Britain's Prime Minister Theresa May as she speaks
Britain's Prime Minister Theresa May as she speaks during the weekly Prime Minister's Questions (PMQs) in the House of Commons in London on January 23, 2019. Image Credit: AFP

Don’t be fooled. In the next few weeks we are going to be treated to such an ecstasy of parliamentary plotmanship that the ordinary punter is going to start wondering who the hell is Prime Minister of this country — Theresa May or Erskine May? Already the office of the Speaker is starting to silt up with complicated wheezes from our legislators, and in the coming weeks there will so many amendments, feints, ruses, motions that the voter will ask himself or herself — just what do our MPs think they are doing? So I will tell you.

It’s simple. Whether they talk about staying in a customs union, or delaying Article 50, or a People’s Vote, or a speakers’ convention — the purpose of these parliamentary manoeuvres is ultimately the same. There are large numbers of members of parliament (though not, I think, a majority) who want to stop Brexit. They want to frustrate the will of the people, and there are three giant facts that mean — or so I hope and believe — that they will fail.

The first is that Britain must leave the European Union, by law, on March 29. That was not just what the people voted for in 2016; it was what parliament voted for overwhelmingly. We have had ample time to get ready.We have devoted more than two-and-a-half years to the negotiations, when there are plenty of other urgent priorities for government. If we are now so feeble as to say to the British people that we can no longer go through with this, and that we must delay or extend Article 50, I believe that the reaction would be a vicious and unparalleled contempt for the whole political class; and the same point should be made to anyone so fatuous as to suggest that the answer is a general election.

The second giant fact is that the prime minister’s deal has been not just thrown out, but kicked into orbit — rejected by the biggest margin in parliamentary history. It is an ex-deal. It is dead, defunct, deceased. It has shuffled off this mortal coil and gone to the great Valhalla of irrelevant and superseded international agreements that includes the League of Nations, the constitution of the Soviet Union, and the Federation of Rhodesia and Nyasaland. It will never get through parliament because it is fundamentally anti-democratic, and would mean that the UK would come out of the EU but end up being very largely run by the EU — unless we were willing to surrender control of Northern Ireland, which no British government could, would or should even contemplate.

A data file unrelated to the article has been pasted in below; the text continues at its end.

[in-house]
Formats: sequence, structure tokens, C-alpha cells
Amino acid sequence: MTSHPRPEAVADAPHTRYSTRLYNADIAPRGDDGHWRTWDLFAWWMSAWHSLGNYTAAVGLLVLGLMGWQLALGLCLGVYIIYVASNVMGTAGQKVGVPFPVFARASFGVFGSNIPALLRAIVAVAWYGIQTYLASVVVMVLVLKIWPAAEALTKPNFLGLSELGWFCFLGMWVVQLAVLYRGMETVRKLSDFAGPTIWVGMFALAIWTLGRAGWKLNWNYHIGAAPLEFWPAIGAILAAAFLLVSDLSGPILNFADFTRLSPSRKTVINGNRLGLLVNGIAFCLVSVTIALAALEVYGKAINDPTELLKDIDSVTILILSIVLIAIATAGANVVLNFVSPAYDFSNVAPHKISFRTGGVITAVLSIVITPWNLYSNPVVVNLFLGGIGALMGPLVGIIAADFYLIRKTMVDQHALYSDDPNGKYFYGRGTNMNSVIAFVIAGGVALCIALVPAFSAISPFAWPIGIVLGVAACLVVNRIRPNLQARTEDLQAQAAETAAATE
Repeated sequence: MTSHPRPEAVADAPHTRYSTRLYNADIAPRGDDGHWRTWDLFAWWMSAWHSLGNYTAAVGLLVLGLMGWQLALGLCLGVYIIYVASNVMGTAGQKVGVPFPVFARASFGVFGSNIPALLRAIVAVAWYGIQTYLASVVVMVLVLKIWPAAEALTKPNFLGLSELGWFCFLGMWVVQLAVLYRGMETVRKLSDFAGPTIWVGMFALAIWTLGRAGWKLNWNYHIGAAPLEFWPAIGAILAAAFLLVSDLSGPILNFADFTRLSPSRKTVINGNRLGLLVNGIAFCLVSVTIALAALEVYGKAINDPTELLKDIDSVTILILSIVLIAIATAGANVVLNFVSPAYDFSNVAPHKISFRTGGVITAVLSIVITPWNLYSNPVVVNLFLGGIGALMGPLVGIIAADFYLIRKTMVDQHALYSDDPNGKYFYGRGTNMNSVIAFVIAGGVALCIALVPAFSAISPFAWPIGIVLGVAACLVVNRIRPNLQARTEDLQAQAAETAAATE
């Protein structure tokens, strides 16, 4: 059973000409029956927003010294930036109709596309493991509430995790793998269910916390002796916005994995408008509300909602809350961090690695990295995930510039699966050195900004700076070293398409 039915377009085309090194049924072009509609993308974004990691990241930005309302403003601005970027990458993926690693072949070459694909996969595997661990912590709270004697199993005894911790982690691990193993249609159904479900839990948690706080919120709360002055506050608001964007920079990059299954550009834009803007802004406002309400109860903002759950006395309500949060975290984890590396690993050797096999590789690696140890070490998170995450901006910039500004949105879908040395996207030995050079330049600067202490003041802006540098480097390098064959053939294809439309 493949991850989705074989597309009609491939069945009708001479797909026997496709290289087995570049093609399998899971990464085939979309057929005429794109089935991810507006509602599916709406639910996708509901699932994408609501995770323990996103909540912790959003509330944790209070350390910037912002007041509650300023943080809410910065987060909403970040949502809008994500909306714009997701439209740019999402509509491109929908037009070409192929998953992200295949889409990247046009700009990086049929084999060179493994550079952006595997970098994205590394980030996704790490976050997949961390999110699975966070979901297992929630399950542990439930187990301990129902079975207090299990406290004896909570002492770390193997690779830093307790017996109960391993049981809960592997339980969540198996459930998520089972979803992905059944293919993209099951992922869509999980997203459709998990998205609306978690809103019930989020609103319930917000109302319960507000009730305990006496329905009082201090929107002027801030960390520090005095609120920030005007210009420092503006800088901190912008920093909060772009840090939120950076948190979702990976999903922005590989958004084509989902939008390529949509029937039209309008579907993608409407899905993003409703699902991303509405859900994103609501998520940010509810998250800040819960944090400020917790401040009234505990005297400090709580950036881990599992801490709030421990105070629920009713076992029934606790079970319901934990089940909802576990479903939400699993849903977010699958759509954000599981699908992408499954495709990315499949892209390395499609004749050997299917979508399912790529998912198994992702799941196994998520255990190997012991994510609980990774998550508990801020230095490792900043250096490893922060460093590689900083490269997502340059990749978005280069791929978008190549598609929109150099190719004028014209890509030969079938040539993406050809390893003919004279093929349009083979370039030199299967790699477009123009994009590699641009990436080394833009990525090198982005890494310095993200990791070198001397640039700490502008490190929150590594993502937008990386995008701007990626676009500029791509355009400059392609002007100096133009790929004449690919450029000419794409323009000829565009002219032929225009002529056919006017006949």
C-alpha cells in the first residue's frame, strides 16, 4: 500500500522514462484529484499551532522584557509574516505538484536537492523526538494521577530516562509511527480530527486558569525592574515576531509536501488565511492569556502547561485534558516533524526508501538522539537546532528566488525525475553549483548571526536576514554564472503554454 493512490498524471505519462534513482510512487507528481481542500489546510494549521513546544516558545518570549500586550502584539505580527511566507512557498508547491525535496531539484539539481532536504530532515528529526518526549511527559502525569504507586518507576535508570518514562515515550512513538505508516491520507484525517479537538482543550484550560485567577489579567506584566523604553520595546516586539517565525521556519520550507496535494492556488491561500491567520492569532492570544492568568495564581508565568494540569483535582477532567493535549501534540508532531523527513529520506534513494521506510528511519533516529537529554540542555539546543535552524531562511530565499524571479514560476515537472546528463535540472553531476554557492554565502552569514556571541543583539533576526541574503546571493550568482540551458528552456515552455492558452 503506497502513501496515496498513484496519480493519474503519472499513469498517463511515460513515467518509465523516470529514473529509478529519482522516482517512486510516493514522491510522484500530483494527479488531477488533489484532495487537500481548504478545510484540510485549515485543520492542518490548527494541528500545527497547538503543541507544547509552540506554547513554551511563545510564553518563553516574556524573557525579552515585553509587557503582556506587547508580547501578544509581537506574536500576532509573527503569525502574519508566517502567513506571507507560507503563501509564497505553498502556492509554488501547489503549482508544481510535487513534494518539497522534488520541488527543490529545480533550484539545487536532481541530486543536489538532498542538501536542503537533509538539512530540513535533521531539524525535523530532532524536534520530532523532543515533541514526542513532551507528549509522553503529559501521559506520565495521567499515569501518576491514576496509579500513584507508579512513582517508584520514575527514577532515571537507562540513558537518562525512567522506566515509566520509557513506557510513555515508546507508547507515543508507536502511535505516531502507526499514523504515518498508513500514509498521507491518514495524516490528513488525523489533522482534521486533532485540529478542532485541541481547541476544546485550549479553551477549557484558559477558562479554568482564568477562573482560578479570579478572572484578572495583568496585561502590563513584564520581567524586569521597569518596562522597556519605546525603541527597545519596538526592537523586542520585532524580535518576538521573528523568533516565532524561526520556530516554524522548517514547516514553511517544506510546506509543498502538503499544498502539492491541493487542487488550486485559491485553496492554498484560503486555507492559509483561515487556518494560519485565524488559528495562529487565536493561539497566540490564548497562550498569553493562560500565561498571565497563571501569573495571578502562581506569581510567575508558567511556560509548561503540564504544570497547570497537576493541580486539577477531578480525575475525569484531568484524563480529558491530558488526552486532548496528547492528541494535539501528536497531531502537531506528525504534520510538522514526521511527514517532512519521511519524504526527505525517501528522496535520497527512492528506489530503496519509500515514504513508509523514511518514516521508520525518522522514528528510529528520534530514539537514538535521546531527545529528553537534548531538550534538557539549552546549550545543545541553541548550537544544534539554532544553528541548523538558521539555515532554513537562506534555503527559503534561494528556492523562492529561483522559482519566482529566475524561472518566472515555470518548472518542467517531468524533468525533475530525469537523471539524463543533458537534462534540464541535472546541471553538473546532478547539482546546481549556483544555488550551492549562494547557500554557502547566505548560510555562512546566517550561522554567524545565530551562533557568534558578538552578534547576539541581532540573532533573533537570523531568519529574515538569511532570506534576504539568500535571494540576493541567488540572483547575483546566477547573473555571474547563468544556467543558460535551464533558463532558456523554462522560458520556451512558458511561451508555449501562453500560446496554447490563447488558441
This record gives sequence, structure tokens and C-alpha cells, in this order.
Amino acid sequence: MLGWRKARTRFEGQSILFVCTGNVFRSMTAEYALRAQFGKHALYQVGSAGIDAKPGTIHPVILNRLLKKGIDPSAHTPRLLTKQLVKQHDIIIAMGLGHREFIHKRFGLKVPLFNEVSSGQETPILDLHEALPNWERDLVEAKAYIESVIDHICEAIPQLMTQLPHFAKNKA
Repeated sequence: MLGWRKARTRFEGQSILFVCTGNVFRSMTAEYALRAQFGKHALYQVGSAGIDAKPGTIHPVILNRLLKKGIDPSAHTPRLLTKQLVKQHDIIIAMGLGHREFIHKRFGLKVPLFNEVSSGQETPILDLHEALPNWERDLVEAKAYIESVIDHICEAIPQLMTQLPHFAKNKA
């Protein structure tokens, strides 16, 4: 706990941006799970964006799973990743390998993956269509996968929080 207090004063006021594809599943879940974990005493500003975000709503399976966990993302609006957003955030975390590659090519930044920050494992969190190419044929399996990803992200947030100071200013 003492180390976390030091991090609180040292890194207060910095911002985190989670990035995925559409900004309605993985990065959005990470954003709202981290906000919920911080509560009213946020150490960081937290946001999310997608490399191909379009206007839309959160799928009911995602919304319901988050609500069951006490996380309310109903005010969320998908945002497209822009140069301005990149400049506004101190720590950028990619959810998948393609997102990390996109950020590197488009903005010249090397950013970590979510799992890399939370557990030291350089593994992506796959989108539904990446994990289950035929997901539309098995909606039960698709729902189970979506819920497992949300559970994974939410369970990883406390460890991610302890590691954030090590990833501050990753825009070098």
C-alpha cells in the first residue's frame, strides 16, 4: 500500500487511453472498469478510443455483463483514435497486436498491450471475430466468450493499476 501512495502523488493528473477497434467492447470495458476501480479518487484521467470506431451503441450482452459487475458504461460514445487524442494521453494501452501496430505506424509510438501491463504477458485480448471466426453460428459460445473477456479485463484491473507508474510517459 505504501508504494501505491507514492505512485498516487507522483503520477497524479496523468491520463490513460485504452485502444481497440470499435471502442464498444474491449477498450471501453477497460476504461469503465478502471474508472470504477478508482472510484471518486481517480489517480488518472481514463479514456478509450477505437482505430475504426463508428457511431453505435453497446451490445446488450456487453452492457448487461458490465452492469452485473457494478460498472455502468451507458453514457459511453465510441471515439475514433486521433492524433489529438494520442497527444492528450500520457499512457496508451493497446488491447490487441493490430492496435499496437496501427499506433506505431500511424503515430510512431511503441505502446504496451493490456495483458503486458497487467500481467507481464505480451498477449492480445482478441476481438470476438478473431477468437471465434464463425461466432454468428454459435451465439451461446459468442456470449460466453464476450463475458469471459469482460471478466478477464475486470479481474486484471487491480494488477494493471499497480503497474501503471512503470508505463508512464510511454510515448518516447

The deal is not capable of getting through: Keep that in your head, and then focus on the third giant fact, which is that the answer does not lie in parliament, but in Brussels. Insofar as it is necessary to do a deal to leave the EU, that deal cannot be done with our legislators — mighty though they be. The relationship is with the other 27 countries. There is no point in these delectable disputations about the deal in parliament, and no point in these endless wrangles between MPs about the rival merits of Norway, Switzerland, or Canada — as though it were all a discussion of which skiing holiday to book. It is our friends and partners in the EU who are — at least in theory — so obdurate about the Northern Irish backstop, and there is nothing MPs can do, no matter how brilliant their amendments, to change that text. It is not their text.

Least tolerable

The most important thing now is for the prime minister to go back to Brussels — armed with the mandate of 432 Nos — and tell Michel Barnier (European chief negotiator for Brexit) that the backstop is, as they say, caduque (void). Take that backstop out, or at the very least give us a legally binding change — within the text of the agreement — that allows for the UK to come out of its own accord, and then we will be able to say that the agreement is imperfect but at least tolerable.

Take out the Irish backstop, and the deal, on balance, is better than staying in the EU, and it should be seized in the hope that we can make a better fist of the next phase of the negotiations.

That is the way ahead, and I believe that if the prime minister goes back to Brussels with real take-it-or-leave-it determination she will not only get what the country needs, but she will also unite her party; and the national feeling of relief will be astounding.

I read of these absurd plots in parliament. They won’t stop Brexit. They won’t even succeed in delaying it. But by seeming so blatantly to go against the wishes of the electorate, they will contribute to a very damaging feeling of a gap — and a growing gap — between the public and the political elite.

Did you hear the roar of audience approval for the suggestion that no deal might now be the best option? There is a sense in which the public are braver — and wiser — than their MPs.

— The Telegraph Group Limited, London, 2019